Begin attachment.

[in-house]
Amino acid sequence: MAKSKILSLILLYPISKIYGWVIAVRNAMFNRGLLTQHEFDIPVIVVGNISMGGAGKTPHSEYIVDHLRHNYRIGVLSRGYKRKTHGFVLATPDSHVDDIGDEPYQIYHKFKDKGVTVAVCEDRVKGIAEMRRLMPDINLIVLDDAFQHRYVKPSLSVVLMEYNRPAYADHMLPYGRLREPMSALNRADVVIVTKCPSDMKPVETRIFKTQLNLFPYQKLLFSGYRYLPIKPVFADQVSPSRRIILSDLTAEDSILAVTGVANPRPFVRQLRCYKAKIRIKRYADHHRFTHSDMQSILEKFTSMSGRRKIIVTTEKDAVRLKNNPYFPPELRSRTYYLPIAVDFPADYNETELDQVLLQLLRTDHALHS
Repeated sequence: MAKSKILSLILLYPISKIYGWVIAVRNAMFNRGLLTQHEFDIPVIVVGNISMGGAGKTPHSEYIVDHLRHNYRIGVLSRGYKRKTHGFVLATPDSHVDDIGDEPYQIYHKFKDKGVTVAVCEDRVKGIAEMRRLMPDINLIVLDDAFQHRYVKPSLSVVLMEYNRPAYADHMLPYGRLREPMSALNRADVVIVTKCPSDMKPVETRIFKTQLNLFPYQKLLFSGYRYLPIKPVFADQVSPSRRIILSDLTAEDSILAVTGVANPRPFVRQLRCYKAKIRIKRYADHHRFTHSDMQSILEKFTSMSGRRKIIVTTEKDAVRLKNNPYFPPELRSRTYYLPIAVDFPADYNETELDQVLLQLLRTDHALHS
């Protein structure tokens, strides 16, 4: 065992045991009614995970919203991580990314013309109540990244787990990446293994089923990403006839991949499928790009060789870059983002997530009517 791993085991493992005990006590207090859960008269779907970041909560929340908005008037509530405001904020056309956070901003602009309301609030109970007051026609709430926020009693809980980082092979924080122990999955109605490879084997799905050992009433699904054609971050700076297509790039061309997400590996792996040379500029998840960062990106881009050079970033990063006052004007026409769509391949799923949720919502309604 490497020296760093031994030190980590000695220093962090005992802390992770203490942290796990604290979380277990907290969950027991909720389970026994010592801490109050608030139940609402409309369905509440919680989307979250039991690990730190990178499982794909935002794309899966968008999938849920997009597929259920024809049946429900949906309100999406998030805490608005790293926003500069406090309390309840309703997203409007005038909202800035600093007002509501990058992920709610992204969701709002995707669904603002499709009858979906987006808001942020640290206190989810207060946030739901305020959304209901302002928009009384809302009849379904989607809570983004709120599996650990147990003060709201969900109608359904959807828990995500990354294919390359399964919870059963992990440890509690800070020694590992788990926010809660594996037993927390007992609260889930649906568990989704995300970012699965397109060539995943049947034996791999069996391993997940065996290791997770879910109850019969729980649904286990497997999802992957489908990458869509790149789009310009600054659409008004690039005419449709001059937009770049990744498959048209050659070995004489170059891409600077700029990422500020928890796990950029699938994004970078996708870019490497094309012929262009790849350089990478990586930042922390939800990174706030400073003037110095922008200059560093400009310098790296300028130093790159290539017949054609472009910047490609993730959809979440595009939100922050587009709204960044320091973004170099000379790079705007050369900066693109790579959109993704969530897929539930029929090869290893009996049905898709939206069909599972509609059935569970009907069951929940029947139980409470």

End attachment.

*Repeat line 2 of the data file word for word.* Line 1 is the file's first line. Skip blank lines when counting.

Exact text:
Amino acid sequence: MAKSKILSLILLYPISKIYGWVIAVRNAMFNRGLLTQHEFDIPVIVVGNISMGGAGKTPHSEYIVDHLRHNYRIGVLSRGYKRKTHGFVLATPDSHVDDIGDEPYQIYHKFKDKGVTVAVCEDRVKGIAEMRRLMPDINLIVLDDAFQHRYVKPSLSVVLMEYNRPAYADHMLPYGRLREPMSALNRADVVIVTKCPSDMKPVETRIFKTQLNLFPYQKLLFSGYRYLPIKPVFADQVSPSRRIILSDLTAEDSILAVTGVANPRPFVRQLRCYKAKIRIKRYADHHRFTHSDMQSILEKFTSMSGRRKIIVTTEKDAVRLKNNPYFPPELRSRTYYLPIAVDFPADYNETELDQVLLQLLRTDHALHS